disallowed such expenditure u/s 37(1).

Section 37 of income Tax Act, 1961 is a residuary section which allows deduction of
business expenditures not covered specifically under sections 30 to 36. Since the admissibility of
CSR expenditure as business expenditure under section 37 was not clear due to differing Court
rulings, the Budget proposals were expected to clarify the same, which it did, however not in the
interest of the corporate sector.

In order to clarify, the Finance (No.2) Act, 2014 has inserted an Explanation to section 37
which is reproduced as under:

“Explanation 2.—For the removal of doubts, it is hereby declared that for the purposes of
sub-section (1), any expenditure incurred by an assesse on the activities relating to corporate
social responsibility referred to in section 135 of the Companies Act, 2013 shall not be deemed
to be an expenditure incurred by the assesse for the purposes of the business or profession.”

But as per the Companies (Corporate Social Responsibility Policy) Rules, 2014 it has
been clarified in rule 4(1)that CSR spends excludes “activities undertaken in pursuance of the
normal course of business of the company”
The memorandum explaining the provisions of the Finance (No.2) Bill, 2014 clearly provides
that:
If such expenses are allowed as tax deduction, this would result in subsidizing of around
one-third of such expenses by the Government by way of tax expenditure.19
Thus, CSR expenditure cannot be claimed as a tax benefit under the provisions of the Income tax
act as it is an application of Income.
It is often debated and argued that corporations which are setup for profit making and not charity
as their primary goal do not zealously take up the CSR expenditures as they do not find it

19
CBDT in the circular no. 1/2015 Dated 21/1/2015.
economically rewarding. The supporters of tax sops in CSR expenditure feel that tax benefits on
CSR should be allowed. This carrot and stick is very controversial as it hold potential to unleash
the Pandora’s Box of tax avoidance.
CSR and the Constitution of India.
Section 135 of the companies act 2013 requires companies meeting certain thresholds to spend a
part of their profits on corporate social responsibility (CSR) initiatives but any law if it violates
the constitution specifically article 14 or 19(1)g in this case will make it invalid.
It is now well-settled that the judiciary can strike down laws made by the State as being
unconstitutional only on two grounds viz.: (i) lack of legislative competence; and (ii) breach of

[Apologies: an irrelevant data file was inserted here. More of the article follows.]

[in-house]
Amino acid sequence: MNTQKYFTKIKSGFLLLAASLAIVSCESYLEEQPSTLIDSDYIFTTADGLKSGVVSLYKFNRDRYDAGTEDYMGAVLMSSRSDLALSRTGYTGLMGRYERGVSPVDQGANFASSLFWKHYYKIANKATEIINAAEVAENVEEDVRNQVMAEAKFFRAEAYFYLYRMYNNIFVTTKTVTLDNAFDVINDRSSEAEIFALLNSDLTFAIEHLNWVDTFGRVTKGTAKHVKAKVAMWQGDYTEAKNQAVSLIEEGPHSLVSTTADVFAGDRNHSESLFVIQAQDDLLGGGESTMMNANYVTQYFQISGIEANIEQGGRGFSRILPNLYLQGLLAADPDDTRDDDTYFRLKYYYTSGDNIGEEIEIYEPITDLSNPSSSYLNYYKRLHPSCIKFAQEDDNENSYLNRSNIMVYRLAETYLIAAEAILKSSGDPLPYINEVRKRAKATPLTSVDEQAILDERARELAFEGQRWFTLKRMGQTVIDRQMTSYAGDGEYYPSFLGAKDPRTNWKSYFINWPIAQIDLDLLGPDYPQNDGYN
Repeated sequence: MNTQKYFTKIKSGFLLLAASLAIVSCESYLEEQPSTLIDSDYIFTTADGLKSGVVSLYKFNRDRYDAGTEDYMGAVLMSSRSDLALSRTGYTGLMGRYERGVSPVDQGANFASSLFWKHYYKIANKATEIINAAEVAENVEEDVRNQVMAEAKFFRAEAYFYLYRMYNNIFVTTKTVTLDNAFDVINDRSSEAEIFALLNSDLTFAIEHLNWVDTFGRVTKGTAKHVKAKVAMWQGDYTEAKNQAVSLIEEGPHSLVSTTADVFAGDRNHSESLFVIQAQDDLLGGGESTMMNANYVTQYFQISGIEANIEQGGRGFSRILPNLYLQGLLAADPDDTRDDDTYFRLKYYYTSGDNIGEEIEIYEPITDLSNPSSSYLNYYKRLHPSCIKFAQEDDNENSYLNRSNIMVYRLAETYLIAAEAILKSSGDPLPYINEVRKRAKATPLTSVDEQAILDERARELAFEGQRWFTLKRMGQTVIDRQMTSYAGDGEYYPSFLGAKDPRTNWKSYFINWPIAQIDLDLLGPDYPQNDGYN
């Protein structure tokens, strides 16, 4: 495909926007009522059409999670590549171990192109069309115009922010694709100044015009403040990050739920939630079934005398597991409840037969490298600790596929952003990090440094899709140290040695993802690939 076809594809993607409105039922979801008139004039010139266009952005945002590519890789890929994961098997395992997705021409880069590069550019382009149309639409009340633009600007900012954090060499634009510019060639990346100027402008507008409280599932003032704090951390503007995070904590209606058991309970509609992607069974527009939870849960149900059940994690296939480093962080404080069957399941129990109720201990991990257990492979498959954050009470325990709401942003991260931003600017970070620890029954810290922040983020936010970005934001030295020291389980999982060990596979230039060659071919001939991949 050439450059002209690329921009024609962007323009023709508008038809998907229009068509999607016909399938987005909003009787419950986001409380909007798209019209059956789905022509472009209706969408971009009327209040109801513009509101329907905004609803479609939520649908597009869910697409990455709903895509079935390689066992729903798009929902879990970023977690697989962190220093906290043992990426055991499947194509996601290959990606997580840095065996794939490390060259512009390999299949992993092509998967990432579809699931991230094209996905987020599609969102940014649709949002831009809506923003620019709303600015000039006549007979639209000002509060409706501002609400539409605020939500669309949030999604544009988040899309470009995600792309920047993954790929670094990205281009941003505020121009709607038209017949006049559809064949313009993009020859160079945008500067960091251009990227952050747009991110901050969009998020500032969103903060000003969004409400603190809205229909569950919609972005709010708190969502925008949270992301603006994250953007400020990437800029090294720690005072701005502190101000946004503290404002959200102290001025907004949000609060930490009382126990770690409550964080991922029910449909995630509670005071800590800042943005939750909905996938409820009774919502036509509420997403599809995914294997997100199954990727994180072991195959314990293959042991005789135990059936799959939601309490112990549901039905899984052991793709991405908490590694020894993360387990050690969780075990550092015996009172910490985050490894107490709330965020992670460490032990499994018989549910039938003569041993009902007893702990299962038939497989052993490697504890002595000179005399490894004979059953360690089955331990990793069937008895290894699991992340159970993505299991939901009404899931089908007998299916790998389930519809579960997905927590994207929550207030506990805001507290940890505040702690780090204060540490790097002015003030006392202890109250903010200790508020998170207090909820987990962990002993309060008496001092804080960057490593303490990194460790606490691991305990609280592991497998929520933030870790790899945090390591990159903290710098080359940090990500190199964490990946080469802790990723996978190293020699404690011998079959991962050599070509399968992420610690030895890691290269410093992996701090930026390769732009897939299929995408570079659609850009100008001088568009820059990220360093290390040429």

fundamental rights granted under the Constitution. Section 135 is intended to regulate the CSR
activities of companies and falls within the ambit of entries 43 and 44 of the Seventh Schedule to
the Constitution read with Article 246(1) thereof, whereby the Parliament has been granted
exclusive legislative power to make laws relating to, inter alia, incorporation, regulation and
winding up on companies. Accordingly, the ground of lack of legislative competence would not
be available in the case at hand.

Article 14 of the Constitution guarantees to every person, equality before law and equal
protection of law within the territory of India. Article 14 however allows reasonable
classification of the subjects of the legislation though it does not permit arbitrariness.

The Supreme Court has consistently ruled that classification is valid only if (i) it is founded
on an intelligible differentia and (ii) the differentia has a rational relation to the object
sought to be achieved by the statute in question20.

the mere classification of companies based on net worth, turnover and net profit for the purpose
of Section 135 cannot be said to be violative of Article 14. However, Section 135 treats
companies in different situations similarly, as follows:

As per Section 135(1), once a company has met any one of the thresholds relating to net worth,
turnover or net profits, it comes within the purview of Section 135 for all future points in time
(except to the extent exempted under rule 3(2) of the CSR Rules).Thus, a company which does
not meet the thresholds at a future point in time would nevertheless continue to be obliged to
spend on CSR activities.

A loss-making company's obligation to contribute to CSR is the same as that of a profit-making


company so long as the ‘average net profits' test is met.

Lastly, Section 135 also applies to companies registered under Section 8 of the Act, which are
statutorily obliged to apply their profits only for promoting their objects.

20
D.S.Nakara V. Union of India (AIR 1983 SC 130), Madhu Limaye v Superintendent, Tihar Jail, Delhi and Others
Writ Petition No. 318 of 1970
On a separate note, the legal validity of the exemptions granted by rule 3(2) of the CSR Rules as
above is doubtful since the CSR Rules have been framed under Section 469 of the Act which
does not authorize the executive, acting under a delegated power, to grant any exemption.

In short, Section 135 treats unequals as equals and is therefore violate of Article 14

The next question to be answered is whether the restrictions imposed by Section 135 are
unconstitutional. Article 19(1) (g) is subject to the provisions of Article 19(2) to 19(6) which